Brain aneurysm linked with bicuspid aortic valves
MedWire News: Patients with a bicuspid aortic valve (BAV) may be at greatly increased risk for intracranial aneurysms, a case–control study suggests.
BAV is one of the most common forms of congenital heart disease and occurs in up to 2% of adults, say Wouter Schievink (Cedars-Sinai Medical Center, Los Angeles, California, USA) and colleagues.
They note that the arteriopathy of BAV does not appear to be confined to the aorta and spontaneous dissections of the cervical and intracranial arteries have also been reported in affected patients.
To investigate further, the team screened 61 patients with BAV for intracranial aneurysms using magnetic resonance angiography or computed tomography angiography.
Results were then compared with 291 individuals undergoing magnetic resonance angiography for suspected stroke or brain tumors over the same period, who served as a control group.
Intracranial aneurysms were detected in 9.8% of the patients with BAV versus just 1.1% of control participants, a difference that was statistically significant, the researchers report in the journal Neurology.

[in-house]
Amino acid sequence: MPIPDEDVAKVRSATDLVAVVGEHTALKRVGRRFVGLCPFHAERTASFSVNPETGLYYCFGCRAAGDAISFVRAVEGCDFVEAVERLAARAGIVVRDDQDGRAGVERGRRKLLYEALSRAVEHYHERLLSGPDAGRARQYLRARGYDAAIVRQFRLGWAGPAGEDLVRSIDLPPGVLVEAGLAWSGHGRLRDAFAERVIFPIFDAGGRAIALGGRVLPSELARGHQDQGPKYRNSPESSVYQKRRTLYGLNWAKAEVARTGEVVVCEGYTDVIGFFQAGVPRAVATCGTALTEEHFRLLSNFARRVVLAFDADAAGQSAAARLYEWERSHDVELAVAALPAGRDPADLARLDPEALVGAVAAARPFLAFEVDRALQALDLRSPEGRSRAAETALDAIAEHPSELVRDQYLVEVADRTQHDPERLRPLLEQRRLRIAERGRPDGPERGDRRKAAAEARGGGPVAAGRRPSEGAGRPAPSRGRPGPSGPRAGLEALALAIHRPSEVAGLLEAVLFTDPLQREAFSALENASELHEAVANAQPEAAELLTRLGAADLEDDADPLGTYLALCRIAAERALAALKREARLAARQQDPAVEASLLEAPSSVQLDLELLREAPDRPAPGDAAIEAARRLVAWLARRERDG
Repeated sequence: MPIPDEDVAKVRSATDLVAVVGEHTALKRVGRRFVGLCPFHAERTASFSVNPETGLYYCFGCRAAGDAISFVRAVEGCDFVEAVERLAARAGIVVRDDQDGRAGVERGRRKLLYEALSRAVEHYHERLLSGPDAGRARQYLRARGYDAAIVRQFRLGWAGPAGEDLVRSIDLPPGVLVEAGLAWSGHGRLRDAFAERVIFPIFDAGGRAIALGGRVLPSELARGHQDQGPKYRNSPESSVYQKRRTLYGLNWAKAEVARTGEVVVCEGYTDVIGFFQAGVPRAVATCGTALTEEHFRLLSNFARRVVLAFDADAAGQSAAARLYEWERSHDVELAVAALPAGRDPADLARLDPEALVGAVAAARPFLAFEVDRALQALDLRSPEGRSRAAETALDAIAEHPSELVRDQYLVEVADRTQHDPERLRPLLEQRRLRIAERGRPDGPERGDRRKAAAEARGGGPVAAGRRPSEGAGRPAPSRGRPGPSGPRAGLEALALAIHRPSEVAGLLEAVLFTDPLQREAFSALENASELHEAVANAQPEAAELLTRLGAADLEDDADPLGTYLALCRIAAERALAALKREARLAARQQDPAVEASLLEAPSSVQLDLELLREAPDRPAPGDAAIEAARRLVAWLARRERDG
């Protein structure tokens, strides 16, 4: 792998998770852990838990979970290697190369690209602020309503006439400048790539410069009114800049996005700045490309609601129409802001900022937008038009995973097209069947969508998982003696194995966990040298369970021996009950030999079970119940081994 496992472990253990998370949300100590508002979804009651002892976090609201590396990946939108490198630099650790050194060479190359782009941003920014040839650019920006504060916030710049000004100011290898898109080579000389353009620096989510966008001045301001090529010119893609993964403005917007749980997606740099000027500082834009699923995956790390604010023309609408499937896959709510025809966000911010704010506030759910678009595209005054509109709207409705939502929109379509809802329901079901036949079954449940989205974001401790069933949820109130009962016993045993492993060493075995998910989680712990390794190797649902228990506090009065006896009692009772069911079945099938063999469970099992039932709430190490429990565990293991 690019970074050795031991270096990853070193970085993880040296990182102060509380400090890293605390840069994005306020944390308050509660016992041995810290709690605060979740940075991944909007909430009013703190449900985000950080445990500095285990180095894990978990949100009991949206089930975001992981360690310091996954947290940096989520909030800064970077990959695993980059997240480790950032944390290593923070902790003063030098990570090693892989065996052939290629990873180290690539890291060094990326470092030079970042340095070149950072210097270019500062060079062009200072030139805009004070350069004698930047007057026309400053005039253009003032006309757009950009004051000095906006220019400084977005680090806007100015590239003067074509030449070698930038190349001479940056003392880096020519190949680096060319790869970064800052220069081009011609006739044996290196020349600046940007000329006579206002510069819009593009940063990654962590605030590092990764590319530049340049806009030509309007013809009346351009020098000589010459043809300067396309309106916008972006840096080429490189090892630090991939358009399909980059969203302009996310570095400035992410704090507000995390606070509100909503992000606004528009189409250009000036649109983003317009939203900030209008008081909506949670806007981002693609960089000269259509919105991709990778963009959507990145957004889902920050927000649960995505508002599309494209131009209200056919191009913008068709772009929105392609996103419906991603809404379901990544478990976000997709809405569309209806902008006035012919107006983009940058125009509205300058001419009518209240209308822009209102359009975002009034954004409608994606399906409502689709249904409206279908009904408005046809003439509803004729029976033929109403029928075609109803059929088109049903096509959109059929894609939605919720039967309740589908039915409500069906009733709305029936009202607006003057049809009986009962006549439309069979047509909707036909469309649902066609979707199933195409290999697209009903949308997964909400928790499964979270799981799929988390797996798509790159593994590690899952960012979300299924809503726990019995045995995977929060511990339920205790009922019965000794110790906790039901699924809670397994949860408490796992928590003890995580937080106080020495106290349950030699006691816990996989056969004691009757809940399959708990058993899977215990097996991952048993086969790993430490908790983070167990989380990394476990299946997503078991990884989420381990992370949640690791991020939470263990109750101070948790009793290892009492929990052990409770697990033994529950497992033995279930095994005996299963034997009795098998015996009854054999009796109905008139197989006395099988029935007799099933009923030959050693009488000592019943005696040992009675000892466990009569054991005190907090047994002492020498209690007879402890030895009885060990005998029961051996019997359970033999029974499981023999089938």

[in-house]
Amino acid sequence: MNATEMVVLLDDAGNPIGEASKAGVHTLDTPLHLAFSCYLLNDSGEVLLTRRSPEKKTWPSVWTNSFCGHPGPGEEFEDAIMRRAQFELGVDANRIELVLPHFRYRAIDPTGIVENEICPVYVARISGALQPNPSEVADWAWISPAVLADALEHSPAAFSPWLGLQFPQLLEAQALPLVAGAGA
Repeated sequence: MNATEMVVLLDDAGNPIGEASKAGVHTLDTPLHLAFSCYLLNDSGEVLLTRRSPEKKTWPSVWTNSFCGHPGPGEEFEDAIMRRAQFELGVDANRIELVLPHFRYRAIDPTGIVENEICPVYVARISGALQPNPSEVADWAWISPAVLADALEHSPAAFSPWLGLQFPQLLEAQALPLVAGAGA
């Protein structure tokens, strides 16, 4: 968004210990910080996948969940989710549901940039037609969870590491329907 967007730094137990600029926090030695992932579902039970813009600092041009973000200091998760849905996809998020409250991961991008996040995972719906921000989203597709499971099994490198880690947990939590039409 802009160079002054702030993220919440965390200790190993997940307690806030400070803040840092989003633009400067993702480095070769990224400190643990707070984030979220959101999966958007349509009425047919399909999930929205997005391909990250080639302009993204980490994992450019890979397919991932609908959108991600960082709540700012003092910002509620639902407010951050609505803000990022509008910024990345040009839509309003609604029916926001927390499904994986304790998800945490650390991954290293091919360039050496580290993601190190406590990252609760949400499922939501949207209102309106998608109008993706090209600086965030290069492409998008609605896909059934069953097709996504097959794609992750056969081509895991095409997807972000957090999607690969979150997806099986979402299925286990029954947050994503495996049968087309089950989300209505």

They add that being female and of advanced age – both risk factors for intracranial aneurysm development – were significantly more common among individuals in the control group than in BAV patients.
There were no significant differences between BAV patients with and without intracranial aneurysms in terms of age, gender, smoking, arterial hypertension, alcohol use, aortic diameter, or frequency of aortic co-arctation.
Schievink et al note that intracranial aneurysms are treatable lesions that, once ruptured, are associated with a high risk for death and disability.
They add: “An abnormality of cells derived from the neural crest (neurocristopathy) could explain the association of BAV with intracranial aneurysms found in our study.”
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By Anita Wilkinson